For all morphometric evaluations, the focused microscopic field was photographed by an adapted camera (Diagnostic Instruments Inc, Sterling Heights, MI). To quantify the degree of expression of specific markers, five random sections of the GFP positive graft were photographed and evaluated using the Spot advanced software, version 3.4.2 (Diagnostic Instruments Inc, Sterling Heights, MI).
Recipient sera were used to evaluate the levels of circulating anti-donor antibodies. Blood was obtained—at 1, 2 and 4 weeks following ECS injection, and centrifuged for 10min at 2000rpm. Plasma was collected and stored at −80°C. We performed thymectomy on 2-month-old BALB/c and 129sv mice. Single cell BALB/c and 129sv thymocyte suspensions were prepared. 1×106 cells were then reconstituted in flow cytometry PBS buffer containing 0.5% BSA and 0.1% azide. The individual sera of the recipient mice were used as a source of primary anti-donor antibody at 1:100 dilution. Donor and recipient thymocyte suspensions were incubated with sera dilutions for 1h on ice; after washing, cells were incubated with secondary goat anti-mouse IgG antibody (Beckton Dickinson, San Jose, CA) labeled with FITC for 30min in the dark at 4°C. Cells were washed twice, and resuspended in 1% paraformaldehyde, and analyzed using a FACScan flow cytometer (Facscalibur, Becton Dickinson, San Jose, CA); fluorescence signals were visualized on logarithmic scales.
All materials used for ELISPOT were purchased from BD Biosciences Pharmingen, San Diego, USA. ELISPOT was carried out in accordance with previously published protocols .
All results are expressed as mean±SD. Multilineage differences between groups were analyzed by two-way analysis of variance (ANOVA). If a significant F-ratio was obtained, a Bonferroni post hoc test was used to specify pair-wise differences. Statistical analyses were performed with StatView 5.0 (SAS Institute, Cary, NC), and significance was accepted at p≪0.05. Comparison between two groups at a time was carried out using t-test for independent variables and significance was assumed when p≪0.05.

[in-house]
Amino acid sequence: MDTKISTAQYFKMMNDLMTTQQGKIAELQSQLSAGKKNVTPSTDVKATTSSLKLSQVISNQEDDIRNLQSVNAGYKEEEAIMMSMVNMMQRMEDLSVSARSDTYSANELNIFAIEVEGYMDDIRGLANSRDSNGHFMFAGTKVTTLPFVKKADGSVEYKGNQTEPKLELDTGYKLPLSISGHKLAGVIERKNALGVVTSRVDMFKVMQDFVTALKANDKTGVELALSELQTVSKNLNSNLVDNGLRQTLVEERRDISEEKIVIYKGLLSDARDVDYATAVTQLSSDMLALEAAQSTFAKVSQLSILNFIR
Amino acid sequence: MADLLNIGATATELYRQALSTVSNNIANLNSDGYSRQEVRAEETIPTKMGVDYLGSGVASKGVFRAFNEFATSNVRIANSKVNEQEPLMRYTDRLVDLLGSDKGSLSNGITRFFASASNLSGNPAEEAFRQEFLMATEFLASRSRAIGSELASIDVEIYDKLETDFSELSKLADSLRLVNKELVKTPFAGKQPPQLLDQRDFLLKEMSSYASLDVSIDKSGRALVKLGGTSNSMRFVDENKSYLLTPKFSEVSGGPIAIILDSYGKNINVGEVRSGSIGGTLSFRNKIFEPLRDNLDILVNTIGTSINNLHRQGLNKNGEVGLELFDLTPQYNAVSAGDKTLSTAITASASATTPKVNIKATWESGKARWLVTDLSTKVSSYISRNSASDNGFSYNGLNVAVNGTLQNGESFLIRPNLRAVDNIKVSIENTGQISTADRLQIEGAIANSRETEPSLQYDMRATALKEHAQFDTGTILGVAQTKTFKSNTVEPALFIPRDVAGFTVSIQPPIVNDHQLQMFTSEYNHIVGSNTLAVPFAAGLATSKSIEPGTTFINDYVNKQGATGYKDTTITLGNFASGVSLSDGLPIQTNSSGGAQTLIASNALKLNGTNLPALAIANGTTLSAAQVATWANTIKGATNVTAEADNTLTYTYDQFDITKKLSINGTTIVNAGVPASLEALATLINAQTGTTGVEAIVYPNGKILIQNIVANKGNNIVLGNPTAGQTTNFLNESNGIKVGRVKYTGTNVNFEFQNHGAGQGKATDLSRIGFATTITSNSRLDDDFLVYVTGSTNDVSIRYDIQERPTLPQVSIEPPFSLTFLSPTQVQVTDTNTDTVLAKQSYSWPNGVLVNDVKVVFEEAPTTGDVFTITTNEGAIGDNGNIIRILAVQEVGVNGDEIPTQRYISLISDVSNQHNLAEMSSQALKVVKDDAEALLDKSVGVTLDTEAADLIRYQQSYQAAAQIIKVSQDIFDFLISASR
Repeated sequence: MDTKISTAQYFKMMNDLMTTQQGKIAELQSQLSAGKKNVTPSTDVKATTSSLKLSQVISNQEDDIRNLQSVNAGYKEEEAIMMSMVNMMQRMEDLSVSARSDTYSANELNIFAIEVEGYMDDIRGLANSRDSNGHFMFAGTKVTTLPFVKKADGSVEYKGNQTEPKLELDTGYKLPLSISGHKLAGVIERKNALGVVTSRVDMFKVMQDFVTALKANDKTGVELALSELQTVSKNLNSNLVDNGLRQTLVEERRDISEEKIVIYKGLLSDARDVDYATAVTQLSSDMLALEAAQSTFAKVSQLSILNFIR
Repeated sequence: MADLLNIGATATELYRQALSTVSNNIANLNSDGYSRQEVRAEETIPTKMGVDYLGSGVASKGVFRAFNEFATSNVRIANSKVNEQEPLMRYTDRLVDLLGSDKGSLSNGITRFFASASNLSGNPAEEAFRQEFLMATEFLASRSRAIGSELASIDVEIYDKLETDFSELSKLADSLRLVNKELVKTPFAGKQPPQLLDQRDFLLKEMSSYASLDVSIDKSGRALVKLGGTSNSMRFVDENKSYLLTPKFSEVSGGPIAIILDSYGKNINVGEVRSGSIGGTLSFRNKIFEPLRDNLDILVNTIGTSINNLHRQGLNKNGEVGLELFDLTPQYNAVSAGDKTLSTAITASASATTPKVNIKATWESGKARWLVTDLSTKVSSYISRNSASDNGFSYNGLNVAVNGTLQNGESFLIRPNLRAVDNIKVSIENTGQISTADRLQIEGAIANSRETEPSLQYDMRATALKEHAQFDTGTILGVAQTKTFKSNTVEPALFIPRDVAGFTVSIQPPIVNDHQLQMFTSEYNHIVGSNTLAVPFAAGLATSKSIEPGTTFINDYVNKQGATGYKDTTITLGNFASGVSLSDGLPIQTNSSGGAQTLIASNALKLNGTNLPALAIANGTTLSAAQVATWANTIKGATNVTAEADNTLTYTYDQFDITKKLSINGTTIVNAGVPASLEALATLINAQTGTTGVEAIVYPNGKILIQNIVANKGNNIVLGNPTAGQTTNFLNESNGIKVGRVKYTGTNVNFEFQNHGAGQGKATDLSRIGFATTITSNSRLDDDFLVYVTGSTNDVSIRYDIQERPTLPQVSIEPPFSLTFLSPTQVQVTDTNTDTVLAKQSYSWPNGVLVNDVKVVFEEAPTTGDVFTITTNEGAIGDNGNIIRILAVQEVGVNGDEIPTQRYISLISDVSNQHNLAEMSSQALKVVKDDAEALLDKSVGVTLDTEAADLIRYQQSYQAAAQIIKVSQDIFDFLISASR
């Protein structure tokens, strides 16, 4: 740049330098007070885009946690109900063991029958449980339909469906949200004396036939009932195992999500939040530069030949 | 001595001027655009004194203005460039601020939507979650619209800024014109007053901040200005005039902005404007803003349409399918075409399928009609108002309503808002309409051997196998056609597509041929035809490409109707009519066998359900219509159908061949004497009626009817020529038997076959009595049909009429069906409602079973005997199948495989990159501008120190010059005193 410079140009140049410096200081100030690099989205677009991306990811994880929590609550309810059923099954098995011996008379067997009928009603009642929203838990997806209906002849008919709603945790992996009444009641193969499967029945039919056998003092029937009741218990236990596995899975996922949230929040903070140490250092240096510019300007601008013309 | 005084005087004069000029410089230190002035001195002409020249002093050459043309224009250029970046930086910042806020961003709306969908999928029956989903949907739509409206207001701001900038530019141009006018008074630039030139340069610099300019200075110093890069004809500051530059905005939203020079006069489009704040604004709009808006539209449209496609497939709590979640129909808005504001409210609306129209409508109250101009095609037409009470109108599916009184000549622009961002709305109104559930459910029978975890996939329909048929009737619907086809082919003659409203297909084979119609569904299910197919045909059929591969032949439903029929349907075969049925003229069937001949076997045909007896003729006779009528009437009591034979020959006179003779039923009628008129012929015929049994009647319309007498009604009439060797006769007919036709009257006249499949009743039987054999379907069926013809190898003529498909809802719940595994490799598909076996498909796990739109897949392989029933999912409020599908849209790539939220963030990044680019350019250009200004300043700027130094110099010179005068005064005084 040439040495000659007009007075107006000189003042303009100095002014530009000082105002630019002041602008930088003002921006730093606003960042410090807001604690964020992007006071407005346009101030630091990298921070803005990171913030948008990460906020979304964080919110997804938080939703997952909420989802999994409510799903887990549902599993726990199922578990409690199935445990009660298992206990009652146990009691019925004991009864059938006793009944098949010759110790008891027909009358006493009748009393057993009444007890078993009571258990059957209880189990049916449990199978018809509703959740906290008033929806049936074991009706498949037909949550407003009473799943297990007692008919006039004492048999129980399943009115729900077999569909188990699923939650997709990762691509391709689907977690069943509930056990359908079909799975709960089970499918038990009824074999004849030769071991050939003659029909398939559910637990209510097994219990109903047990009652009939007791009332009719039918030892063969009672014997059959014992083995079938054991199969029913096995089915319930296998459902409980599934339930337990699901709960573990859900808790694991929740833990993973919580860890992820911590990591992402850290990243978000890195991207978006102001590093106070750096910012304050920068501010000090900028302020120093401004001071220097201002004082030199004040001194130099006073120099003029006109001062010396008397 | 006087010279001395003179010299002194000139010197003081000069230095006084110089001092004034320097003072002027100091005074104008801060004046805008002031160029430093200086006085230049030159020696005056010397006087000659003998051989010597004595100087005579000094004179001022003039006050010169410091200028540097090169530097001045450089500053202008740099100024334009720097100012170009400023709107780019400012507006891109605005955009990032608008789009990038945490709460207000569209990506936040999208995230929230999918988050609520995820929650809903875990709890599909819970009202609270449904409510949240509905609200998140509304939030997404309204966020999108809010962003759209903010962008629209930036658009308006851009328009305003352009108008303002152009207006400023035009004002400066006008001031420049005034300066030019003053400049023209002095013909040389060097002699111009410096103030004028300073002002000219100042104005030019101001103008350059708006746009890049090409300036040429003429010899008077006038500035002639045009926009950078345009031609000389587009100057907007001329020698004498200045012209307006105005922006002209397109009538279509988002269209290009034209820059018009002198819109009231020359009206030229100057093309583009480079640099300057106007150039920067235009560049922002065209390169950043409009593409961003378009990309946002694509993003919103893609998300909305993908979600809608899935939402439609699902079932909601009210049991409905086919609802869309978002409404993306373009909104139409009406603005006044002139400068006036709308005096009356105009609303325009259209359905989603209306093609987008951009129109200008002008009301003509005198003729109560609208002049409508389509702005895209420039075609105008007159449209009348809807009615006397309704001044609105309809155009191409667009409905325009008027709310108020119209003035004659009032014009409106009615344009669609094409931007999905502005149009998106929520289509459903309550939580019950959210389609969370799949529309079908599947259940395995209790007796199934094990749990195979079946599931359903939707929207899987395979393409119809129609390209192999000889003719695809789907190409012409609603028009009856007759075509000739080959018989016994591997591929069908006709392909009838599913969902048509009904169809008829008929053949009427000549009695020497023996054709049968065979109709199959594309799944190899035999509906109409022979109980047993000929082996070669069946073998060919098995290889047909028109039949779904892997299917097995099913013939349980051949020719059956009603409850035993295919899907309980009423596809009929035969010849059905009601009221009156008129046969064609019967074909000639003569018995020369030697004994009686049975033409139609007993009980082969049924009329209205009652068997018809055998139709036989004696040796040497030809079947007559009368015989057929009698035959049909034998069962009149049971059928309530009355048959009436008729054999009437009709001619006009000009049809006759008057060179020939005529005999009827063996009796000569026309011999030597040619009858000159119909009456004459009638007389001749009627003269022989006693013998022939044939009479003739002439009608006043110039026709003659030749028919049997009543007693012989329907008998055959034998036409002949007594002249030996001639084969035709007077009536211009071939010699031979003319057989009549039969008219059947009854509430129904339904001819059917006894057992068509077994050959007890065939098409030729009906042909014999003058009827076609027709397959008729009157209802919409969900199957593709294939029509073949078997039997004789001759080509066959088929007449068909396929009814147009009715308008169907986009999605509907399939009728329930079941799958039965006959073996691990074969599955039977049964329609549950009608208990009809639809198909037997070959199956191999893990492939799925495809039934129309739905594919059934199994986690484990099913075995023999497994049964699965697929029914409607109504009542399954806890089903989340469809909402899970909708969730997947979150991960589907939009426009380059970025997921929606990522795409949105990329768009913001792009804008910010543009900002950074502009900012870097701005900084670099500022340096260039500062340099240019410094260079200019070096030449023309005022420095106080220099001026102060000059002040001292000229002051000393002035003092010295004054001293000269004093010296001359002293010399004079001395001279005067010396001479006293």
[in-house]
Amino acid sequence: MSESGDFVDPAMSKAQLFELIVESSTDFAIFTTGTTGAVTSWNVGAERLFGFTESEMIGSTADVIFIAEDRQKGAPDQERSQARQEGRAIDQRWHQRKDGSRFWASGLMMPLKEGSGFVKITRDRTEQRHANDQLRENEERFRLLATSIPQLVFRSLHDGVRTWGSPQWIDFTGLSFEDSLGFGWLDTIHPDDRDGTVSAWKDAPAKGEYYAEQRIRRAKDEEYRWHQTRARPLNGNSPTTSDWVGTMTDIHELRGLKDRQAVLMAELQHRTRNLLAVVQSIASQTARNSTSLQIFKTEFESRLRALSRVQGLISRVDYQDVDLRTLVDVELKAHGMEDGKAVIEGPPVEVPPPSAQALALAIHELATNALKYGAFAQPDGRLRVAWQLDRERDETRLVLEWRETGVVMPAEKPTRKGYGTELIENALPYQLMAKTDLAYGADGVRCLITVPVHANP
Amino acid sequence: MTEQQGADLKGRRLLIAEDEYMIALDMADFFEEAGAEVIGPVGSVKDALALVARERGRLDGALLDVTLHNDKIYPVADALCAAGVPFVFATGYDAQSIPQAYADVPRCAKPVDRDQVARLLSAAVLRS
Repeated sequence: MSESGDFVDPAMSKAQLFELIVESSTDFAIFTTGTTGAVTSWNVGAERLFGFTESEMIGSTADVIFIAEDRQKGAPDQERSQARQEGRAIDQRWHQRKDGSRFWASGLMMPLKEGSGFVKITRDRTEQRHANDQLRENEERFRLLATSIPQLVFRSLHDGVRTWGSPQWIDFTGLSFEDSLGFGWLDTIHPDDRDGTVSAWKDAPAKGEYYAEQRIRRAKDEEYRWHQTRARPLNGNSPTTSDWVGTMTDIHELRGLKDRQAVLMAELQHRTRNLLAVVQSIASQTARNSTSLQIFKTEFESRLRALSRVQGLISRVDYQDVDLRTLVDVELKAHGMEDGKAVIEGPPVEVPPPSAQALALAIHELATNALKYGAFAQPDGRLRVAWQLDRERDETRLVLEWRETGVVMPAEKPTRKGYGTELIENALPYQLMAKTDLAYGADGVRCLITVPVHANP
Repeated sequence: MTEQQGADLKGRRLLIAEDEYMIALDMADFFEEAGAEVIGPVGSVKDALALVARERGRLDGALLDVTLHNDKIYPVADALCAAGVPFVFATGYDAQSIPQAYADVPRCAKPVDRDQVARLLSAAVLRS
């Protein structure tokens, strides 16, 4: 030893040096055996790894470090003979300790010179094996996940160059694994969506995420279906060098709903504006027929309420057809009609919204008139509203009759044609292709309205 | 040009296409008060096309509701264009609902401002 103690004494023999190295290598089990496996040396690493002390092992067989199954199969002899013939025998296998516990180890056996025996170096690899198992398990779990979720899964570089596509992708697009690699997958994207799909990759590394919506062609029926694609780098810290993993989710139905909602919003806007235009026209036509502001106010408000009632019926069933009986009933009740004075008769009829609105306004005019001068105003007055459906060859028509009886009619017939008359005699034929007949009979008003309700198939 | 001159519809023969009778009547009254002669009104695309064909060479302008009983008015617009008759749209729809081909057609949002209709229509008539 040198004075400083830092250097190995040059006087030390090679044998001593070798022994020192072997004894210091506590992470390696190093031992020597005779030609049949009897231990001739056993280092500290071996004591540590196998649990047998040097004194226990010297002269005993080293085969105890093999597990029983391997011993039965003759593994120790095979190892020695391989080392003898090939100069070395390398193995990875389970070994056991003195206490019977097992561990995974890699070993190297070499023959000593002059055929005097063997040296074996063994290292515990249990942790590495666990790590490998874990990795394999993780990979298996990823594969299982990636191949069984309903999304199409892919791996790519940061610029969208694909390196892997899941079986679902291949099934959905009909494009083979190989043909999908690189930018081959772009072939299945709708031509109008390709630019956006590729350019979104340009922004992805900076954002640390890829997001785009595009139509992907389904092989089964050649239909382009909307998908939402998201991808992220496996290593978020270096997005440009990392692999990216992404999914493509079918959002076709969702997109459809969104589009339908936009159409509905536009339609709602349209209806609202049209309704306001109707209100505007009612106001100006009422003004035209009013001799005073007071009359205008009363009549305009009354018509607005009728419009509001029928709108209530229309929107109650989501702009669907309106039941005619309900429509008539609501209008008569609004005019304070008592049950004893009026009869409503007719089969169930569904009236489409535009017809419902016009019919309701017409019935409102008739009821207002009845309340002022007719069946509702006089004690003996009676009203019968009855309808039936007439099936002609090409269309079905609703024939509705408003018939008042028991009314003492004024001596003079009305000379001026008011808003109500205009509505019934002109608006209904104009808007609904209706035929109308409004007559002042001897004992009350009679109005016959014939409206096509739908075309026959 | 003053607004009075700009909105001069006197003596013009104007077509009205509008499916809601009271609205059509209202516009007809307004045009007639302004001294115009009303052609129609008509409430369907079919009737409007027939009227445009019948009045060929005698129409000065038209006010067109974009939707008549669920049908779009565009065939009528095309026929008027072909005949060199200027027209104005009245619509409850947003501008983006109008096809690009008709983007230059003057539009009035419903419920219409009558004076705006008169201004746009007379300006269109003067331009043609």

Engraftment and restorative effect
At 2 weeks following injection the cells formed large grafts in all animals (Fig. 1A). The overall size of the grafts was reduced by 4 weeks compared to 2 weeks following injection (data not shown). Cell-free gaps occurred within the grafts over the observation interval. The expression of Connexin 43 (Fig. 1B) was highest in the allogeneic group: 40.3±12.4% (p=0.04) vs. 26.4±14.2 in the syngeneic and 24.5±8.7 in the group of SCID mice (Fig. 1C) and increased over time. The overall expression of α-sarcomeric actin (Fig. 1D) ranged from 15 to 45% of the GFP graft area (33.5±11.2% in the allogeneic, 29.1±6.3% in the syngeneic and 27±5.8% in the group of SCID mice, Fig. 1E). The α-sarcomeric actin expression increased over time [3.94±1.12% at 1 week, 11.99±3.22% at 2 weeks (p=0.002), and 23.65±4.75 at 4 weeks (p=0.001) post cell injection]. Only a fraction of the cells which express Connexin 43 and α-sarcomeric actin ultimately adopts myofibrillar phenotype. Thus, the overall presence of the notorious spindle-like morphology is present in less than 20% of the cells. The majority of the cells show fibrocyte, chondrocyte, endothelial and adenocyte morphology. At 4 weeks, cellular dysplasia and nuclear polymorphism were evident, even though teratomas were not observed yet. Functional and oncological aspects of ESC transplantation are focus of parallel work in our laboratory.
Immune response to ESC in allogeneic hosts